The Guardian just published an interesting article on aid effectiveness. Some highlights:
- Where and how humanitarian actions are performed – the nitty gritty of last mile work, often gets overlooked by people who aren’t in the day-to-day of operations.
- Yet this last mile is fertile ground for better, more innovative practices that have real impact on people’s lives and on the efficiencies of aid agencies.
- LMMS is profiled as a key example of technology innovation that positively impacts on the lives and dignity of people affected by disasters and on the effectiveness of operations! Its a technology designed by aid-workers and for aid-workers, with more operational partners coming together to deliver aid more effectively at scale.
- The journalist, like many newbies to LMMS, cannot say L-M-M-S and inadvertently refer to it as L-M-S-S …. the trick is to say the “M’s” really fast
Some comments to whet your appetite:
“I am very pleased and impressed with how far LMMS has come in the past few years. I wanted to give the team a great credit – LMMS is one of the few innovations that really took hold. ” (Sharon Boyle, WV El Salvador)
“From all the systems I have seen in the humanitarian industry LMMS is the most versatile in terms of features, reporting and use in remote areas where there is no internet or even electricity” (Paul Mwrichia, FPMG)
The International Data Group’s Computerworld Honors Program, honoring visionary applications of information technology promoting positive social, economic and educational change, has selected 200 Laureates for 2012 and LMMS was one of them, after being nominated by Sybase and its new parent company SAP. The program was especially competitive this year, as more than 500 IT initiatives were nominated for their innovation and benefit to society. There were ten award categories in 2012, and LMMS became one of the five Finalists in the Human Services category. The organizations and individuals associated with these projects were commemorated during the Annual Laureates Medal Ceremony & Gala Awards Evening on June 4, 2012 at the Andrew W. Mellon Auditorium in Washington, D.C. and honorees were presented with a medallion inscribed with the Program’s mission, “A Search for New Heroes.”
World Vision, through its use of LMMS, has been named as a Laureate in the 2012 ComputerWorld Honors Program.
One of Canada’s leading newspapers sent a reporter to interview a few of the LMMS staff just before Christmas. Below is a copy of the resulting article that was recently published by the Globe and Mail.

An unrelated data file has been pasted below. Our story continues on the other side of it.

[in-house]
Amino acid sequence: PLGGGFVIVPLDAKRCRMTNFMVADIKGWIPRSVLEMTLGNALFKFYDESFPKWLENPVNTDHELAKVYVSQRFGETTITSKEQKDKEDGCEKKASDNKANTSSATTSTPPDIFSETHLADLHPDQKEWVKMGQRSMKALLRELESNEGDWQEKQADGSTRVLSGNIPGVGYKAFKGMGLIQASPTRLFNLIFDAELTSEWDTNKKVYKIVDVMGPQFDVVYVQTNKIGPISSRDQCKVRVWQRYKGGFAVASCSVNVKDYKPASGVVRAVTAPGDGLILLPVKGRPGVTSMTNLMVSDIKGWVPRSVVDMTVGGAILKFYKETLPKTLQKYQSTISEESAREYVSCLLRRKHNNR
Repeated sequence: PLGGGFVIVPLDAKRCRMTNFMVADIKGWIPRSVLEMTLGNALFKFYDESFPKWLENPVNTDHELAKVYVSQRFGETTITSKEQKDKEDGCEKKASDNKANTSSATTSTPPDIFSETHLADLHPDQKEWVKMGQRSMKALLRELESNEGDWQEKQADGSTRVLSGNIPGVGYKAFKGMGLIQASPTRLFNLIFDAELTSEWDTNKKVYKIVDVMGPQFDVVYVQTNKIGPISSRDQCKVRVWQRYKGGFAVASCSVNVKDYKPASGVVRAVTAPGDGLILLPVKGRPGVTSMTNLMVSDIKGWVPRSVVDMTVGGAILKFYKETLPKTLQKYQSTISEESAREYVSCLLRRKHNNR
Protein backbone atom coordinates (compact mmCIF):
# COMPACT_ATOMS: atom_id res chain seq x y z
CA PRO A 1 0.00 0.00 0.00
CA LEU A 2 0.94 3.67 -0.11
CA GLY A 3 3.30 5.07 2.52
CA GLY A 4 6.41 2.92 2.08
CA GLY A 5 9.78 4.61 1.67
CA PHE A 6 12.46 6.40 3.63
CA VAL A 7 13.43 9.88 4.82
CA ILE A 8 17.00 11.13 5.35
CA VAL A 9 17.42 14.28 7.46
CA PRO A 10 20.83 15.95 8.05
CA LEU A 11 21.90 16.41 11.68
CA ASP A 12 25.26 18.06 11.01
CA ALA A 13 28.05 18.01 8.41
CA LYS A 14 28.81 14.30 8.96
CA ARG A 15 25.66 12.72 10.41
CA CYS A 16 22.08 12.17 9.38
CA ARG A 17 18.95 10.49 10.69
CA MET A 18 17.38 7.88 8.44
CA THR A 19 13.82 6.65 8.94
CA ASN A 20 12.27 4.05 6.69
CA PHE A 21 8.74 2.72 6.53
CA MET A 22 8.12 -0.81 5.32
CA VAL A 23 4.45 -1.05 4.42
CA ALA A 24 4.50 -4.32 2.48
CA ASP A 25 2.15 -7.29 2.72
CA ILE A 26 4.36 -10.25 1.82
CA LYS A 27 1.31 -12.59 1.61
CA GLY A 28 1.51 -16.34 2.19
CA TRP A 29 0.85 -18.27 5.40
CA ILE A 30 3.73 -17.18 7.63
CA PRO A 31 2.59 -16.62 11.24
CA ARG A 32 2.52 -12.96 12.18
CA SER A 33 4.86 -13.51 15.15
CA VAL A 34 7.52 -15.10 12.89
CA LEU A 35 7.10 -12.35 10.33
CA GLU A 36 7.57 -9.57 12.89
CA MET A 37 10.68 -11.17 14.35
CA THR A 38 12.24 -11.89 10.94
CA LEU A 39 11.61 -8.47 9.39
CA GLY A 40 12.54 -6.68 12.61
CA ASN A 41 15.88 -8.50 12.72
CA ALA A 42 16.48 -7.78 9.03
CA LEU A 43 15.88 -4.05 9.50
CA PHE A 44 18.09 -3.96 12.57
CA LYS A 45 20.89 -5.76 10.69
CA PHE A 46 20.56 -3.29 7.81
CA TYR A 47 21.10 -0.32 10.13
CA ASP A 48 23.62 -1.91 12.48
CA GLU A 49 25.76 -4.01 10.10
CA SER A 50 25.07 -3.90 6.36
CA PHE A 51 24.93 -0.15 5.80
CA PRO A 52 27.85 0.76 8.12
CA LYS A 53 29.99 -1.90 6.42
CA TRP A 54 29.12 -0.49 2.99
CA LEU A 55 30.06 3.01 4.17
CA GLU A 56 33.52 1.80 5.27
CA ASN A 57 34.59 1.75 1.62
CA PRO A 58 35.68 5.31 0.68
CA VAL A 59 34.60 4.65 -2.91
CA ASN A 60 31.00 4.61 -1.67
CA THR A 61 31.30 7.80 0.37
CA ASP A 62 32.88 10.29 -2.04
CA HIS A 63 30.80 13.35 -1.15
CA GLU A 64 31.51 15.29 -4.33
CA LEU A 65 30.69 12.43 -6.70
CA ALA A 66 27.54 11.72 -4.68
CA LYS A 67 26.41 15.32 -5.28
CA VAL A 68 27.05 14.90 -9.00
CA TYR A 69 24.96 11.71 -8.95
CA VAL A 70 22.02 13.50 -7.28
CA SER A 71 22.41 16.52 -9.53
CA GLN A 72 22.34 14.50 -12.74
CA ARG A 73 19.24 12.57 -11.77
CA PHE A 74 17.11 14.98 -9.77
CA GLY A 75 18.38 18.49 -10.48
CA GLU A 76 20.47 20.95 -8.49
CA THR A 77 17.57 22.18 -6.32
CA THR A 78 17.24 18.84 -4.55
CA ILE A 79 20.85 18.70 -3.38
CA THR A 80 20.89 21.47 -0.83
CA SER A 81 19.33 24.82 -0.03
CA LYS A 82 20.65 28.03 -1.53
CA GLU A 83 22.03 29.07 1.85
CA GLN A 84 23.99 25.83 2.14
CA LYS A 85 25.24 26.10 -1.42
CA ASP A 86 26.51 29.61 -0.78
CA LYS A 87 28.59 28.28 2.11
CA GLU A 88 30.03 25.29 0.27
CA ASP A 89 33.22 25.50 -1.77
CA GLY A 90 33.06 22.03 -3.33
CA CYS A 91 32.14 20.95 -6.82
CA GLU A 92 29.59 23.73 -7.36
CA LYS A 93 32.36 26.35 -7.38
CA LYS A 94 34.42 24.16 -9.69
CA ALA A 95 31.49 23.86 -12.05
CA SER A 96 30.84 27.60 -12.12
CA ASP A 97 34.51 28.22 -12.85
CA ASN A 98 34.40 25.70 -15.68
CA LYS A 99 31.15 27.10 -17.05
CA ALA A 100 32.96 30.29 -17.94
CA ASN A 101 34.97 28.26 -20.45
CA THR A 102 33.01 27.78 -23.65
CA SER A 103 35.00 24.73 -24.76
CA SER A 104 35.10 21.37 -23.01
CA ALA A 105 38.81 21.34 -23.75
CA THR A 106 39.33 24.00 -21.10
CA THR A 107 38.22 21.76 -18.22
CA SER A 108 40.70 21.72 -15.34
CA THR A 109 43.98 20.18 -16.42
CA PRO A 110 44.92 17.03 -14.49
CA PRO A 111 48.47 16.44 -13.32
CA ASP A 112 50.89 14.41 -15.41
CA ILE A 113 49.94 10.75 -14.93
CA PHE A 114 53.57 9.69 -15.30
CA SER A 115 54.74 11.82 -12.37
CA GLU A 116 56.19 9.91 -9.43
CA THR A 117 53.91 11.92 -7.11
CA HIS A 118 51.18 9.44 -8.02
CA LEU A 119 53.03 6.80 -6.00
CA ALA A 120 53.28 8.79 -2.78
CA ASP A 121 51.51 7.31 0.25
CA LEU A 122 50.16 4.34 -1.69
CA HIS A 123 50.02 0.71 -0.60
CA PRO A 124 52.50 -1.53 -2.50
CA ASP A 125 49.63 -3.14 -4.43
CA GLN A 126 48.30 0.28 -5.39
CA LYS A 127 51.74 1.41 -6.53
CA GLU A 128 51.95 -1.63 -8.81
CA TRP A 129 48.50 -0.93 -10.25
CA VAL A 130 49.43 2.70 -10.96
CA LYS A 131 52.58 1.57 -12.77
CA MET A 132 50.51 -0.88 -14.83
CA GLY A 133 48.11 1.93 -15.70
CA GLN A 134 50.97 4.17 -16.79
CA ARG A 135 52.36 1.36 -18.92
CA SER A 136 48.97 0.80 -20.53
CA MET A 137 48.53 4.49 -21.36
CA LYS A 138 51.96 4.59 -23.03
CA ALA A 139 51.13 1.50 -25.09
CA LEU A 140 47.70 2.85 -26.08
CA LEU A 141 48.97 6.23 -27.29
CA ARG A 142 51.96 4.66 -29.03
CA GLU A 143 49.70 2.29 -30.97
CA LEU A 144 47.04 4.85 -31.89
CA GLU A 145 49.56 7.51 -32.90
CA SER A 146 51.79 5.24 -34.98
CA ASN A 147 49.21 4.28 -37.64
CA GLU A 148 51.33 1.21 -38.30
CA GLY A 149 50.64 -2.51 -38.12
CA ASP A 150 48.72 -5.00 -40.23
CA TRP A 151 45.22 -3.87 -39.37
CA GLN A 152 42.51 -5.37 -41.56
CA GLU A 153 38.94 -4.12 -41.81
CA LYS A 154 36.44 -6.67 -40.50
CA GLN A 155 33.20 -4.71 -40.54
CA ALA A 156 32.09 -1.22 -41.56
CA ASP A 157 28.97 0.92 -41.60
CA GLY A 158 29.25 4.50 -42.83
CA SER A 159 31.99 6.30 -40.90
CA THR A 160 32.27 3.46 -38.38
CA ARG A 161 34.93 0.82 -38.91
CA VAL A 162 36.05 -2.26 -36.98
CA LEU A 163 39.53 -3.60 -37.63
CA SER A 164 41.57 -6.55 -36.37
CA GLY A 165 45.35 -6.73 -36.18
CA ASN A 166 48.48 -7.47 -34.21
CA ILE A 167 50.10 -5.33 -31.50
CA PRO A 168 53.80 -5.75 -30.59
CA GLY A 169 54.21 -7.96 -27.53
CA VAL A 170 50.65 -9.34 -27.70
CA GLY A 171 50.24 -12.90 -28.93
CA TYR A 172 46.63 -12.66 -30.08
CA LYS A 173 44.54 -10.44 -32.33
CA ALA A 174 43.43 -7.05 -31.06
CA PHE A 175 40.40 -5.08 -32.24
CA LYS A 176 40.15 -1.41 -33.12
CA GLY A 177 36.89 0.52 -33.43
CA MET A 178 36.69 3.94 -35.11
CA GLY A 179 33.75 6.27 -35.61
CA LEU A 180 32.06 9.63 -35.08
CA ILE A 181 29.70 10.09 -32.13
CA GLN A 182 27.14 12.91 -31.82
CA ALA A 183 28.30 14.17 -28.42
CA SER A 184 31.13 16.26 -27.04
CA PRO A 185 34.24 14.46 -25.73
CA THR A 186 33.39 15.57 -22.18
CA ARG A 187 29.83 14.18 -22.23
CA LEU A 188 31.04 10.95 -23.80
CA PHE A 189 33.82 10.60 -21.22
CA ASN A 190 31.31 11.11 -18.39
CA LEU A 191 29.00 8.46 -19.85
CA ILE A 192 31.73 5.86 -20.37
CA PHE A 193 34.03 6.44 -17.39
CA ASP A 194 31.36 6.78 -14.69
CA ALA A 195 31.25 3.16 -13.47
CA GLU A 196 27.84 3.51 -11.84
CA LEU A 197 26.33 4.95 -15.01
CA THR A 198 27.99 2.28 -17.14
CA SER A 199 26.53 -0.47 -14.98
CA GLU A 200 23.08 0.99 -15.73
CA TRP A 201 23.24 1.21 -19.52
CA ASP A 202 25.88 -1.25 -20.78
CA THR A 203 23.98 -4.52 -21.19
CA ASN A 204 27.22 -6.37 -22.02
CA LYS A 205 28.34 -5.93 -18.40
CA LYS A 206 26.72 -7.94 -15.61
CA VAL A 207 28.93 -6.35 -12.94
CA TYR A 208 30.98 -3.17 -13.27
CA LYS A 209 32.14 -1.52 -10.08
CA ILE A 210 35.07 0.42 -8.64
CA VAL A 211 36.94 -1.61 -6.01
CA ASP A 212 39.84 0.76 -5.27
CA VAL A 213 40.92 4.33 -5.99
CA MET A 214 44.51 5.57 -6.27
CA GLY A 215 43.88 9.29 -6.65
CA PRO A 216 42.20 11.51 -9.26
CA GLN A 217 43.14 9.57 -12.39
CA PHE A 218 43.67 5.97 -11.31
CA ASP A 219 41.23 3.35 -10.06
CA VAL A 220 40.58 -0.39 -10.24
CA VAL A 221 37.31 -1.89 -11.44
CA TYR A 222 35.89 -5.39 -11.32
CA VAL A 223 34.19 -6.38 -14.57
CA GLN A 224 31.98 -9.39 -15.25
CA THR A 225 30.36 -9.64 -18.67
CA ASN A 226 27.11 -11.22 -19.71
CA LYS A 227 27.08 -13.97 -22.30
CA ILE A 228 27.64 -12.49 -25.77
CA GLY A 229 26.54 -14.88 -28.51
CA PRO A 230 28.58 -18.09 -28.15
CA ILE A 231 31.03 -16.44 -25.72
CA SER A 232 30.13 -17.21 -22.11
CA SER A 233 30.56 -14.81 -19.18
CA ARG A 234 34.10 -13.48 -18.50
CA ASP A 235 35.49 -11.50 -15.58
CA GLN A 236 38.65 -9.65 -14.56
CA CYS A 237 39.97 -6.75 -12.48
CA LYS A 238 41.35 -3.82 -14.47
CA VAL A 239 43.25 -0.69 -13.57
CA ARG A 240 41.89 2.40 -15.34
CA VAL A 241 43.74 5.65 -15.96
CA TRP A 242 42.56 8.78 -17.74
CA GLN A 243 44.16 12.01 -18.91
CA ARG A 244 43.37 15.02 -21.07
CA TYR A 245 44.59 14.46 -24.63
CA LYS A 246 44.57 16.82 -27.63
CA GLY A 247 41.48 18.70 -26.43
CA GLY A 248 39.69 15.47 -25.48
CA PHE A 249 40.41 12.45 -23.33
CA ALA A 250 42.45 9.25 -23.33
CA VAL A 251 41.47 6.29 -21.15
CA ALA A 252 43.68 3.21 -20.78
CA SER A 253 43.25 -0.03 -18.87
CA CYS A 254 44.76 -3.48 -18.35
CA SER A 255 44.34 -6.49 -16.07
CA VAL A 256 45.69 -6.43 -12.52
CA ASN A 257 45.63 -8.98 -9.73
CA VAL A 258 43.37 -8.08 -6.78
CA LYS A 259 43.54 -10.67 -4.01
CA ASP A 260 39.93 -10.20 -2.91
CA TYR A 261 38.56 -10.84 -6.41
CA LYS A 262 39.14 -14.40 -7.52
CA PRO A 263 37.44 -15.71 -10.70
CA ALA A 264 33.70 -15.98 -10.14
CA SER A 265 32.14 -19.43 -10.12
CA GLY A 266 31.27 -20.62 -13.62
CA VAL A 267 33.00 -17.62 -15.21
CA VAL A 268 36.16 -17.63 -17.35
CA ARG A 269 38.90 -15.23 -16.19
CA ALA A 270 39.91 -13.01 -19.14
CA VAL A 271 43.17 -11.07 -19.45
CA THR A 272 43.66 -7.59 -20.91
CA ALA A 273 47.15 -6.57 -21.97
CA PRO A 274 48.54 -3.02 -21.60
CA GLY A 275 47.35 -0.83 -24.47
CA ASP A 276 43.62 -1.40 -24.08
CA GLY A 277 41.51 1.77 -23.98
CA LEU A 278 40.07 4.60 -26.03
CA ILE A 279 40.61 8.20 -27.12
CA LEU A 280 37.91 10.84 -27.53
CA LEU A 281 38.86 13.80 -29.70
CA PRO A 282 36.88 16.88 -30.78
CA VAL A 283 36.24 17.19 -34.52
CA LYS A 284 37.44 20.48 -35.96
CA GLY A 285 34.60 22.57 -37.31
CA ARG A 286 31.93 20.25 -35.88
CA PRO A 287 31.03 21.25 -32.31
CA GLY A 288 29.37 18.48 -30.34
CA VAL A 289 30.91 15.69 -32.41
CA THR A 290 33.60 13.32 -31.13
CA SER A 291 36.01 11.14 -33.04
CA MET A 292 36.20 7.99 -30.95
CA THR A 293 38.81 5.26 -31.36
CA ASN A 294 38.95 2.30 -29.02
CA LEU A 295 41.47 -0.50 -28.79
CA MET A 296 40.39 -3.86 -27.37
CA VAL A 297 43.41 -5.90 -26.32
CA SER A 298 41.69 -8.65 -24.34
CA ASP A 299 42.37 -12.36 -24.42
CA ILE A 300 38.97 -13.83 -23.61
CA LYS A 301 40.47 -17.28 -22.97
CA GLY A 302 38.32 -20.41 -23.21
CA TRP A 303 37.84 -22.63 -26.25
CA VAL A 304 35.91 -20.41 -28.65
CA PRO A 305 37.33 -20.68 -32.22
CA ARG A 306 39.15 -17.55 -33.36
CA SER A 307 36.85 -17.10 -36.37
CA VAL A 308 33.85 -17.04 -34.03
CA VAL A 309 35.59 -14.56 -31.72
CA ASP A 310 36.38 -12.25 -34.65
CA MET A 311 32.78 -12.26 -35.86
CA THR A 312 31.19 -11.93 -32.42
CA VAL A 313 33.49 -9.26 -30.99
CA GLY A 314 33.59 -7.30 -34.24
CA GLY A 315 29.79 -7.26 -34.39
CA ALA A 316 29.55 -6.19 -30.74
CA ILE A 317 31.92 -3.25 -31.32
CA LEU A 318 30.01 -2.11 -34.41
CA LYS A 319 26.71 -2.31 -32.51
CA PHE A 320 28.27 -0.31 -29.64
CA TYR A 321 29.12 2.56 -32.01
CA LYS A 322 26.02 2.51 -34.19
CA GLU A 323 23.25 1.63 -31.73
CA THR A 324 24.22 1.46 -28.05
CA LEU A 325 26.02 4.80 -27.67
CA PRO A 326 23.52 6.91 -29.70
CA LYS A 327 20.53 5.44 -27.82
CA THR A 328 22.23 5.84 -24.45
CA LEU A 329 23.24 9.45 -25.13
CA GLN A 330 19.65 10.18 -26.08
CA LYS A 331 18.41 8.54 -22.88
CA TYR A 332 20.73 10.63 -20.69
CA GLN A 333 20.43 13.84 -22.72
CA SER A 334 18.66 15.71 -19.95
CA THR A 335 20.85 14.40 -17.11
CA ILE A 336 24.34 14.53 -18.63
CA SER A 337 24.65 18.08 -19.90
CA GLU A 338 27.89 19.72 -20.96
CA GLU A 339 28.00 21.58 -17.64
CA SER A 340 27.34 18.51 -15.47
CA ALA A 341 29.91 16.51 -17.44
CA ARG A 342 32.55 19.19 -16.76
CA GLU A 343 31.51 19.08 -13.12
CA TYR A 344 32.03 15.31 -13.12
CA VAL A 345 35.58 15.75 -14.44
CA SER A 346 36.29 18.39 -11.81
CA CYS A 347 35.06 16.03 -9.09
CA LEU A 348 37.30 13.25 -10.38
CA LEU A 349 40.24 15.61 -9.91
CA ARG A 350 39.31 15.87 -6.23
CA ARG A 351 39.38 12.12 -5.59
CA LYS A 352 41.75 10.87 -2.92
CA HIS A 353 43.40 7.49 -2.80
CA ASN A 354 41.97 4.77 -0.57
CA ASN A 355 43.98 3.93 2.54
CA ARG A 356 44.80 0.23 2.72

Mobile Technology Offers ‘Last Mile’ Aid Solution
By: Omar El Akkad
As far as mobile devices go, this one is clunky, ugly-looking and shaped a little like a brick. On the other hand, it can also save lives.
Quietly, World Vision Canada has taken the first early steps toward revolutionizing the way non-governmental organizations distribute aid to the world’s neediest. About four years ago, staff at World Vision began brainstorming solutions to one of the biggest hurdles in aid distribution: getting food and supplies through the so-called “last mile,” where an aid worker physically hands over the aid to the right recipient.
Technology can be a great equalizer among nations. Richard just sent me a superb little presentation on TEDx that speaks to this. The presentation also showcases the incredible creativity that Kenyans are doing with mobile technology. Take a look at https://www.youtube.com/watch?feature=player_embedded&v=D9_6G8J6VJg for the presentation.
(Richard and Paul – see the team pages, are both Kenyans and I’m sure there hearts are swelling).
Below is an excerpt from FT that profiled innovation in the humanitarian industry. Arhmmmm … I’m biased, but nice to see LMMS included:
Disaster relief: Technology can help get aid where it is needed
By Sarah Murray
International agencies delivering emergency supplies to remote parts of the world hit by war, famine or disease, turn to anything from 1960s-era cargo planes to donkeys and camels.
Low-tech transport is often essential to delivering aid.
But innovations in communications technology are helping enhance the efficiency and effectiveness of delivery.
Given declining food aid resources, growing populations and the increasing number of emergencies, improving efficiencies in emergency food delivery is becoming more critical.